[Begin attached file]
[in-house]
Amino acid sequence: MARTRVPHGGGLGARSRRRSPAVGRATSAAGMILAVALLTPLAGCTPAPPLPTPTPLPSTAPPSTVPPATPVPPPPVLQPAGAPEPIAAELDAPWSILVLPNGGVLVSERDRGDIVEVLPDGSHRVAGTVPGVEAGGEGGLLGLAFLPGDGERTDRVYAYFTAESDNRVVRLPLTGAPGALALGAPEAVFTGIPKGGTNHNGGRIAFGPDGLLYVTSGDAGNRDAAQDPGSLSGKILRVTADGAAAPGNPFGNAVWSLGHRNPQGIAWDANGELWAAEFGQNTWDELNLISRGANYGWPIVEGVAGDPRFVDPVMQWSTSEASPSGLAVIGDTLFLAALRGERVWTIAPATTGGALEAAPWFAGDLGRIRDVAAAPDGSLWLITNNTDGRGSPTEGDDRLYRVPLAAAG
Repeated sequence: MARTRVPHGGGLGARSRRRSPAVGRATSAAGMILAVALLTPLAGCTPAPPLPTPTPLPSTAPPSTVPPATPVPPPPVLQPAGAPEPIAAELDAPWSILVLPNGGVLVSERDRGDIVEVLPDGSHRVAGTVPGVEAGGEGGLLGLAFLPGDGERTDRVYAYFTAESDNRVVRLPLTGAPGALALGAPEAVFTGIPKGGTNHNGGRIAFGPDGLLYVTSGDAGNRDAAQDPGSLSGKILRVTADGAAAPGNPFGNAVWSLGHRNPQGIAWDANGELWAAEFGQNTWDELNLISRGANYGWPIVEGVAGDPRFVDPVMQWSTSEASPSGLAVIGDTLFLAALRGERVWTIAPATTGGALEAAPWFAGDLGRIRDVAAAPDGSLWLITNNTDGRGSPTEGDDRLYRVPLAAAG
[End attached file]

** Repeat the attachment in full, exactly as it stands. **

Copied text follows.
[in-house]
Amino acid sequence: MARTRVPHGGGLGARSRRRSPAVGRATSAAGMILAVALLTPLAGCTPAPPLPTPTPLPSTAPPSTVPPATPVPPPPVLQPAGAPEPIAAELDAPWSILVLPNGGVLVSERDRGDIVEVLPDGSHRVAGTVPGVEAGGEGGLLGLAFLPGDGERTDRVYAYFTAESDNRVVRLPLTGAPGALALGAPEAVFTGIPKGGTNHNGGRIAFGPDGLLYVTSGDAGNRDAAQDPGSLSGKILRVTADGAAAPGNPFGNAVWSLGHRNPQGIAWDANGELWAAEFGQNTWDELNLISRGANYGWPIVEGVAGDPRFVDPVMQWSTSEASPSGLAVIGDTLFLAALRGERVWTIAPATTGGALEAAPWFAGDLGRIRDVAAAPDGSLWLITNNTDGRGSPTEGDDRLYRVPLAAAG
Repeated sequence: MARTRVPHGGGLGARSRRRSPAVGRATSAAGMILAVALLTPLAGCTPAPPLPTPTPLPSTAPPSTVPPATPVPPPPVLQPAGAPEPIAAELDAPWSILVLPNGGVLVSERDRGDIVEVLPDGSHRVAGTVPGVEAGGEGGLLGLAFLPGDGERTDRVYAYFTAESDNRVVRLPLTGAPGALALGAPEAVFTGIPKGGTNHNGGRIAFGPDGLLYVTSGDAGNRDAAQDPGSLSGKILRVTADGAAAPGNPFGNAVWSLGHRNPQGIAWDANGELWAAEFGQNTWDELNLISRGANYGWPIVEGVAGDPRFVDPVMQWSTSEASPSGLAVIGDTLFLAALRGERVWTIAPATTGGALEAAPWFAGDLGRIRDVAAAPDGSLWLITNNTDGRGSPTEGDDRLYRVPLAAAG